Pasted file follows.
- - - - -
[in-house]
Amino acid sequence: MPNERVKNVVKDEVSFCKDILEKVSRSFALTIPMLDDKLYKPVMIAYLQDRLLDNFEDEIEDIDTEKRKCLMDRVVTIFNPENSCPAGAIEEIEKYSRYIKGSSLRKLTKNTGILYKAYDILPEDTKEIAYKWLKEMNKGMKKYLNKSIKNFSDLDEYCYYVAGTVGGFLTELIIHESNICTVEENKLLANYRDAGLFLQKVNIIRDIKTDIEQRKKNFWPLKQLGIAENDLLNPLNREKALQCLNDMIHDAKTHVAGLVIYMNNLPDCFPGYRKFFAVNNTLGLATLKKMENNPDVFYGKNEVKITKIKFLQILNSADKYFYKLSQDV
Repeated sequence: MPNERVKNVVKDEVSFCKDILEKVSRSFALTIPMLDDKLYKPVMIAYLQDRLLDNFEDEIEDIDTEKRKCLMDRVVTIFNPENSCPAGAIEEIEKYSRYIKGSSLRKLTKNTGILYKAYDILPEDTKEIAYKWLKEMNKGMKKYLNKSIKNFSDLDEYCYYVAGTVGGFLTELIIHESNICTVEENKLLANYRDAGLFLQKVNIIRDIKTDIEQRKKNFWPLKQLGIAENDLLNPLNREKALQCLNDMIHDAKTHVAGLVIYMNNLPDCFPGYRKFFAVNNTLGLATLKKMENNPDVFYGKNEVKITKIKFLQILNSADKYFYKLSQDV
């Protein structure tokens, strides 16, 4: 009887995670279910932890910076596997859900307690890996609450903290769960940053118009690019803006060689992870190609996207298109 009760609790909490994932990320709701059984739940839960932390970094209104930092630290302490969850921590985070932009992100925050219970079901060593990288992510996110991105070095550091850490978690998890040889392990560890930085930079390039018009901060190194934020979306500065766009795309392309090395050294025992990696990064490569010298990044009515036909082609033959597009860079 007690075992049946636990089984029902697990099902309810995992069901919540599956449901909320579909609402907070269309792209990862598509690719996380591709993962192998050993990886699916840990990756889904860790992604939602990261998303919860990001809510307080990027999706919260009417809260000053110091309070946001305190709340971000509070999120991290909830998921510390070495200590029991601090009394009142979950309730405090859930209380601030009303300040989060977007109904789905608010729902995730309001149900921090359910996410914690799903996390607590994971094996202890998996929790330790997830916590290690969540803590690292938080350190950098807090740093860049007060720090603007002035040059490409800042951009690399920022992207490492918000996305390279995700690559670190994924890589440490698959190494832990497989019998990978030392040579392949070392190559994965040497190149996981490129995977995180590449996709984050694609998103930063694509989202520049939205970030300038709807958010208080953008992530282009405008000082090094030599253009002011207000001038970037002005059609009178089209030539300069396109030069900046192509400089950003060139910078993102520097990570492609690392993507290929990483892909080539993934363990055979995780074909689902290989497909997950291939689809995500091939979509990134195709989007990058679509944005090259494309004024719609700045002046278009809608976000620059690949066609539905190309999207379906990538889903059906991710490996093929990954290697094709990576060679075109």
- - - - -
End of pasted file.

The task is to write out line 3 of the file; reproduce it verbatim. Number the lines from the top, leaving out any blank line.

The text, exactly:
Repeated sequence: MPNERVKNVVKDEVSFCKDILEKVSRSFALTIPMLDDKLYKPVMIAYLQDRLLDNFEDEIEDIDTEKRKCLMDRVVTIFNPENSCPAGAIEEIEKYSRYIKGSSLRKLTKNTGILYKAYDILPEDTKEIAYKWLKEMNKGMKKYLNKSIKNFSDLDEYCYYVAGTVGGFLTELIIHESNICTVEENKLLANYRDAGLFLQKVNIIRDIKTDIEQRKKNFWPLKQLGIAENDLLNPLNREKALQCLNDMIHDAKTHVAGLVIYMNNLPDCFPGYRKFFAVNNTLGLATLKKMENNPDVFYGKNEVKITKIKFLQILNSADKYFYKLSQDV